What do a casino marker, an IOU scribbled on a napkin, and a personal loan from a bank have in common? They are all signature loans, a popular form of borrowing that's become more accessible in the Internet Age.

What Are Signature Loans?

People borrow money to meet many needs. Sometimes, they borrow to purchase things like houses, cars or boats. If they fail to repay these loans, their lender can take back the property and sell it to offset its losses. These loans are said to be "secured" by the property being purchased, and that property is called "collateral." Other times, though, consumers take out loans that are not secured, and there is no collateral for lenders to take back. These loans are called unsecured, signature, or personal loans. They are backed only by the borrower's income and his or her promise to repay.

Most signature loans come with fixed rates and payments, which makes budgeting easier, and are fully-amortizing, which means that at the end of the repayment term, their balance should be zero.

Qualifying for a Signature Loan

Imagine George Bailey, the banker of "It's a Wonderful Life" fame, sitting at his desk in the Bedford Falls Building and Loan bank. A customer comes in who needs a loan in a hurry, and she has no collateral to offer. George would have seen his job as evaluating her income (her ability to repay) and her character (willingness to repay) before deciding to approve or decline her loan application. He'd have a chat with her, perhaps make a few phone calls, and then decide.

Of course, that was then, and this is now. Today, "character" means credit score, which measures a consumer's past success in managing debts. A customer might still impress a modern-day George with her character, but unless his computer says he can lend to her, his hands are not so much tied as encased, mob-style, in reinforced concrete. In addition to checking her credit, George must verify her income by analyzing pay stubs, W-2s, tax returns or perhaps bank statements, to make sure that she has the ability to repay the loan.

Virtually all signature loans require a credit check and income verification. Any product advertised as a signature loan, unsecured loan or personal loan with no credit check is not truly a signature loan. It's most likely a cash advance, title loan or payday loan with very high fees and interest rates -- and it should be avoided.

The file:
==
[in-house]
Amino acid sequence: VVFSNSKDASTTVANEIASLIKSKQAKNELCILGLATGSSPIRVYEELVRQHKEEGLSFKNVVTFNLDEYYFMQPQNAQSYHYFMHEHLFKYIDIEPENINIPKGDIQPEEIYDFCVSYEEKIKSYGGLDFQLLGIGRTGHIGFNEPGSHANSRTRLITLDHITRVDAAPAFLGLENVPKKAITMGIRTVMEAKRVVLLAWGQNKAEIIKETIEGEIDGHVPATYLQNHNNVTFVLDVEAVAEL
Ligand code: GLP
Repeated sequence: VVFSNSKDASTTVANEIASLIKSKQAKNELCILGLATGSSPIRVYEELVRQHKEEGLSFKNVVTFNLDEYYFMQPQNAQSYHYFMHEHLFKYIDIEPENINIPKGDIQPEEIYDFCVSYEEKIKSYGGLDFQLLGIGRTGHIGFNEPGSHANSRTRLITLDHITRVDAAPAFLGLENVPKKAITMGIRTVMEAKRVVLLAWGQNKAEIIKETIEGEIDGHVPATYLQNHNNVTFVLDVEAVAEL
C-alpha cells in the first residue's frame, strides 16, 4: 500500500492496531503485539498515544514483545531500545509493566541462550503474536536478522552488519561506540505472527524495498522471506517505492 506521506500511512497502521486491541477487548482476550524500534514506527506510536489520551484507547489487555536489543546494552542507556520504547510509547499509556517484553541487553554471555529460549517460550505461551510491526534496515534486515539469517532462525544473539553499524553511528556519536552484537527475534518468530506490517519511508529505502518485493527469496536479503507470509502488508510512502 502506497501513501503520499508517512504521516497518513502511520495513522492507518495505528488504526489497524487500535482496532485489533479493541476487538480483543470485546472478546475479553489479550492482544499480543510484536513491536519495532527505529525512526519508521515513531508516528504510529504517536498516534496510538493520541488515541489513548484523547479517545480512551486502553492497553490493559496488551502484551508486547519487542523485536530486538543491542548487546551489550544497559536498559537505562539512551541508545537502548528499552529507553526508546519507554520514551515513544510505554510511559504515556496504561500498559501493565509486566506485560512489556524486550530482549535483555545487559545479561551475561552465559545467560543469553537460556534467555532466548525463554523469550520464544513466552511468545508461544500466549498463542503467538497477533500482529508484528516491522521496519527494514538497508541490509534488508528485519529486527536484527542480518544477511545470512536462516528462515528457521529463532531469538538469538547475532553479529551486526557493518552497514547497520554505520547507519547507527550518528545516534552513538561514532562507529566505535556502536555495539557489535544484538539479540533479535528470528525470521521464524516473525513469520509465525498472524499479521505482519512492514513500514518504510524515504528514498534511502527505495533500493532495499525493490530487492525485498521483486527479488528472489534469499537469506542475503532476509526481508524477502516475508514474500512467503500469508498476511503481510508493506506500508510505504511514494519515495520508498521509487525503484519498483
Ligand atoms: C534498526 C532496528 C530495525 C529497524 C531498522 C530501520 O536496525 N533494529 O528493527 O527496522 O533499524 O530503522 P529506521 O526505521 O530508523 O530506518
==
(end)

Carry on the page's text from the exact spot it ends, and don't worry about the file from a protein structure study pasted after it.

Unsecured Loan Interest Rates and Terms

Unsecured loans are normally available with terms ranging from two to five years. The borrower receives a lump sum and repays the loan with equal monthly installments. Unsecured loan interest rates are usually fixed. However, there are also revolving lines of credit, which function like credit cards. Borrowers set them up and draw on them as needed, paying interest only on the amounts used. The monthly payment is based on the loan balance and interest rate, which is variable.

Interest rates on unsecured loans (the legitimate kind) vary according to the lender's policies and the credit ratings of the borrowers. In 2014, rates for loans range from 6-7 percent at the low end to about 40 percent at the high end.

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    Credit Score
    Your credit score is a number designed to measure your credit-worthiness. It's based on a formula that combines many factors, including your payment history, amount of credit used and number of accounts. This number is used by lenders to calculate the probability that you'll default on your mortgage. Most lenders won't approve mortgages to applicants with credit scores lower than 620. Your credit score is one of the most important factors that determines your mortgage rate - applicants with higher scores are offered better mortgage rates.
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Shopping for Signature Loans

Interest rates for signature loans vary widely, depending on the applicant's credit score, amount borrowed, and the length of the loan (its term). Most signature loan terms run from one to five years, and in general, longer terms come with higher rates.

To get the best deal on a signature loan, consumers should provide several competing lenders with the same information -- credit score, income, amount and term -- and see who comes back with the best offer. Today, this is easy to do online. Shoppers should avoid allowing lenders to pull their credit reports until they have chosen the one they want, because inquiries do cause a small drop in the score -- and that drop could put an applicant into a lower grade and a higher rate!